Scream Horror Magazine

SHARKNADO 3: Film Review

Posted on: July 27th, 2015

After saving the people of L.A. and New York from a storm of Sharks, Fin Shepard (Ian Ziering) is invited to the White House to receive a prestigious award for his heroics. Conveniently an unexpected Sharknado hits destroying everything and anyone in its path. Narrowly surviving the attack Fin learns there is a whole bunch of Sharknados tearing up the east coast heading for Florida where his family resides. Against the odds it is up to Fin to save his family and put a stop to the most dangerous Sharknado ever.

Sharknado is like the popular yeast spread; you either love it or hate it. I personally fall in the former as I am a firm believer that the franchise offers plenty for audiences to chew on. So it should come as no surprise that I really enjoyed Sharknado 3: Oh Hell No! Complete with thousands of CGI sharks, self-aware humour and some truly bizarre moments, this third installment is every bit as amazing as its predecessors.

Yes okay, it is painfully clear that everything from a technical perspective is severely lacking but if audiences are willing to take the film at face value instead of expecting the standard of your average Hollywood blockbuster, there is plenty of fun to be had. As a whole Sharknado 3 captures the randomness and laugh-out-loud moments of the first film proving to be a nice return to form for Anthony C. Ferrante and Thunder Levin.

As director, Anthony C. Ferrante’s work here is standard but this is not bad by any means. After speaking with him in a recent interview we understand the film was shot quickly so, with that in mind, he has done a great job to deliver what he has. Similarly, Thunder Levin’s script is packed with so many surprising and laugh out loud moments that made the film an absolute pleasure to watch as the melodrama has been drastically reduced and the main point of focus is action.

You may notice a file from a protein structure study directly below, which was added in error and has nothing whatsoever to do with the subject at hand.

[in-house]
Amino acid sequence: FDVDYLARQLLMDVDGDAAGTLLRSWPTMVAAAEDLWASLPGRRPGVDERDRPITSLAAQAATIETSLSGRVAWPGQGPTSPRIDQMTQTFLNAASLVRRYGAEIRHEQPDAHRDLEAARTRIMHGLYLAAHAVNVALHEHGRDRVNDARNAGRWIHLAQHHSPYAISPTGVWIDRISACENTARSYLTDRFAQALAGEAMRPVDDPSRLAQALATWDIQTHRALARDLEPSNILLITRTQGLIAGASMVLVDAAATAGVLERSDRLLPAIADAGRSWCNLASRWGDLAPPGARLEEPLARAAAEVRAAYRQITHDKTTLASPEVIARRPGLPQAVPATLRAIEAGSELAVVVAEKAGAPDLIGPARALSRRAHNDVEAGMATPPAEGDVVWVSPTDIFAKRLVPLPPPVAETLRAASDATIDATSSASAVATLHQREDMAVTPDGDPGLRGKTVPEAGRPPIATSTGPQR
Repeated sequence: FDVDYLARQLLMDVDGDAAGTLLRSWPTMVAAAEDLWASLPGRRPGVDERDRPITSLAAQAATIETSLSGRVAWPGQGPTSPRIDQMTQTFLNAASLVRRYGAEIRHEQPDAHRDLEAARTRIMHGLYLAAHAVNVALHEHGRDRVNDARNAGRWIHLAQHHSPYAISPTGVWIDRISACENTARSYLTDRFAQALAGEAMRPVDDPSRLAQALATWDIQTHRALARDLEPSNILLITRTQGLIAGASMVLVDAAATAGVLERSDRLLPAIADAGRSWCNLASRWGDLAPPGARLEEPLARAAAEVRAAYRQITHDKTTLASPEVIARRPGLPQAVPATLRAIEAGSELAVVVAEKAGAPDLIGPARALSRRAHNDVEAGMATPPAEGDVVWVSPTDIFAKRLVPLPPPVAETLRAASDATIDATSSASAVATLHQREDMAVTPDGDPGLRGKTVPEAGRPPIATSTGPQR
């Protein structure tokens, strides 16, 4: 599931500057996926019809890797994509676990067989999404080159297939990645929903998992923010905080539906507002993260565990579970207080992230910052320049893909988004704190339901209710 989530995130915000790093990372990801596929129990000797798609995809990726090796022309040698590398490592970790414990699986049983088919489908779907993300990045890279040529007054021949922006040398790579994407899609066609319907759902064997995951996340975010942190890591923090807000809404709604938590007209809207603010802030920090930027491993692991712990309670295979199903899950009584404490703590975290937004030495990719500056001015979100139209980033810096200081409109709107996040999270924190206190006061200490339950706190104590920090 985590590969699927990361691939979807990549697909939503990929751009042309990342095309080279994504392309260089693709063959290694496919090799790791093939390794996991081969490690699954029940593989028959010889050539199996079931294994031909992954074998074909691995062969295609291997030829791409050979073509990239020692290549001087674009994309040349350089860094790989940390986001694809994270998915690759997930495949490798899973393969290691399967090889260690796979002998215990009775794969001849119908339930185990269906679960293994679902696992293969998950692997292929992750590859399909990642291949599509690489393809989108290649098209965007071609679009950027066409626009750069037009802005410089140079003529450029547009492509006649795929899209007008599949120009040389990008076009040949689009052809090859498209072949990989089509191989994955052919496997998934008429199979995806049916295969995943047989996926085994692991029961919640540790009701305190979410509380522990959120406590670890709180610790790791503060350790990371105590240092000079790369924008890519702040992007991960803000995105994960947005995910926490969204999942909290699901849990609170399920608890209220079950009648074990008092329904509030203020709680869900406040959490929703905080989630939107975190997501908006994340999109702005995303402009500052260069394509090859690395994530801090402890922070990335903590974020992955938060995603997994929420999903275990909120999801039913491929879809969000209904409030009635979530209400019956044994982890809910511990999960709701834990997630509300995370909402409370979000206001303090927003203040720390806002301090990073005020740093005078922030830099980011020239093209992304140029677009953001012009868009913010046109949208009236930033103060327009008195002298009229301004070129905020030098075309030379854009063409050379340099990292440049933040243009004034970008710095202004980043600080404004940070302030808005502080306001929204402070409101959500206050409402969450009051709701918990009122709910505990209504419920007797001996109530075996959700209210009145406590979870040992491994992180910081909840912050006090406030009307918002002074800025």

Also, driven by his enthusiasm and obvious screen presence, Ziering does a perfect job leading the film. Supporting him is Tara Reid who also returns to play April. Along with a few upgrades (mainly a retractable hand-saw) and an ear-piercing banshee scream, Reid continues to be an unforgettable addition to the team and very much a staple of the franchise. Yes her performance is clunky in places but it’s pleasing overall for what is required of her. I would have liked to see her do more action scenes but, considering her character’s predicament, I understand why this was not possible.

Cassie Scerbo also reprises her role as Nova and it would seem the character has gone through the Sarah Connor school of toughness to become a vicious shark hunter. She is fun and serves as an interesting side-kick for Ziering. In addition, joining the team are Bo Derek and Baywatch legend David Hasselhoff. Derek plays April’s mum in a role which is sadly underused but, on the flipside, the Hoff plays Gil Shepard and his performance is on-point as a steel-jawed retired Nasa employee. Unlike Derek he offers plenty to the plot in the final act and his performance offers an interesting dynamic opposite Ziering.

Sharknado 3: Oh Hell No is far from perfect and it does wear a bit thin between the second and third act but by the time the film reaches its conclusion it employs it a tonne of theatrics that attempts to reach the lengths that only Danny Trejo’s Machete has the balls to do. It doesn’t fully pay off and adds too much crazy for my liking but in all fairness I am fully on board for whatever antics the promised fourth installment will bring.

Words: Jon Dickinson (@MarvelGuy)

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